Mini Case: Groupon and The Ghost of Startups Past
“You always had an entrepreneurial streak,” you tell yourself with a chuckle as you reflect over a hot cappuccino at your favorite coffee shop. With an undergraduate degree in computer engineering and a soon-to-be-granted Master’s of Management degree, a startup sounds like a perfect way to jump back into the real world. While the global crisis during the last few years has put the squeeze on venture funding, potentially good ideas still get attention. Color.com got $41 million from heavy hit- ters like Sequoia Capital and Bain Capital before it even had launched, and the payoff could be handsome—just a few months back, Groupon had received a buyout offer of $6 billion from Google after a little more than two years in operation. . . and turned it down!!
As you ponder the issue, you reflect on lessons from tech ventures of the past. One that you know quite well was eBay, having been an avid buyer and a successful seller as a teen, and having followed the company over the years. In fact, you remember an interesting article from back in 2004 drawing a paral- lel between eBay, Inc. and Amazon.com. At the time, the two firms were respectively 60th and 66th in Busi- nessWeek’s Top 100 Brands1 and were considered the poster-children of eCommerce, having helped to cre- ate the category. “EBay and Amazon.com, the Inter- net’s top two e-commerce sites, are taking opposite approaches to growth. EBay raised its prices this month for the fourth year in a row, while Amazon renewed its pledge to keep cutting prices even if it means lower profits.”2 You recall Meg Whitman, at the time the eBay chief executive officer, saying: “The eBay mar- ketplace is a powerhouse [....] We continue to enjoyever-bigger, ever-faster cycles of success, fueled by the unlimited opportunity of our huge addressable market.” At the time, eBay was reaching the peak of its financial achievement and growth. You recall in the same article, Amazon’s founder and CEO Jeff Bezos was quoted say- ing: “We will, for years and years and years, consistently give back the gains we get in lower operating costs to our customers in the form of lower prices.” You also recall the numbers quoted in the article: “EBay’s gross profit margin—its revenue minus the cost of sales—was 82 percent. That’s after subtracting the cost of running its Web site, customer support and payment process- ing operations. And eBay’s bottom-line profit stood at 22 percent of its revenue after subtracting all other expenses, including the hefty $172 million that eBay forked over for marketing and sales expenses. Amazon’s gross profit for the same quarter, by contrast, was 22 per- cent, and its bottom-line profit was under 4 percent.”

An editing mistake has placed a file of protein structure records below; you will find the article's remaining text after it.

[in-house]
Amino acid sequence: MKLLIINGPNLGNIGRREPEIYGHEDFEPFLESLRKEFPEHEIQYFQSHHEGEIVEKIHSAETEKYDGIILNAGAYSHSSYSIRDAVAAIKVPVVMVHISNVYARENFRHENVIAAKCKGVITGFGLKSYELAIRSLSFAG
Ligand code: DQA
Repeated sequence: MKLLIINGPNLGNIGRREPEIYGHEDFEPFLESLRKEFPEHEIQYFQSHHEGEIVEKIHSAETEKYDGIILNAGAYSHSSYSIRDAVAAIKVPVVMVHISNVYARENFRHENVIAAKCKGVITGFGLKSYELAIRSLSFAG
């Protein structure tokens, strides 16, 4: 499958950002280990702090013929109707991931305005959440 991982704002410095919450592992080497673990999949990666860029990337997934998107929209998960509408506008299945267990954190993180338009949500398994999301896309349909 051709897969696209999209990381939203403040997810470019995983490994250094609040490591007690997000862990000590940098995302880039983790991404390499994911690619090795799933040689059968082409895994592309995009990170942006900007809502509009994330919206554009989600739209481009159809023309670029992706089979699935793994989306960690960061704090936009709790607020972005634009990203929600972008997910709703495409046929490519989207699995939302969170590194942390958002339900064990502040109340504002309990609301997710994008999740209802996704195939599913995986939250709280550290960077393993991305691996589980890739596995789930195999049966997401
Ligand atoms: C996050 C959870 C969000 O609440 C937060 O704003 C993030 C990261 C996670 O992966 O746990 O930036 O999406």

Was Groupon applying some of eBay’s lessons? Was Color.com? As you ponder your next move, you cannot help but think that replicating eBay’s early and sustained success is predicated on understanding these dynamics.
problem 1: Why have these two companies taken such diametrically opposite approaches?
A) Please start this discussion by describing and comparing the value proposition for ebay and amazon, for ex : brand recognition, ecommerce business model, how does each make $$$? Do you trust each company? Note similarities and differences.
problem 2: Why is Ebay in such a strong position?
A) Digitalization of content?
B) Exponential price-performance improvements?
C) Increasing returns to adoption
D) Standardization and commoditization of IT layers
E) Switching costs and lock -in.
1) Please include some outside resources to support your posts. Include your references.
2) Each problem about 800 words.
3) Please prepare by your own words, no copy from any resource.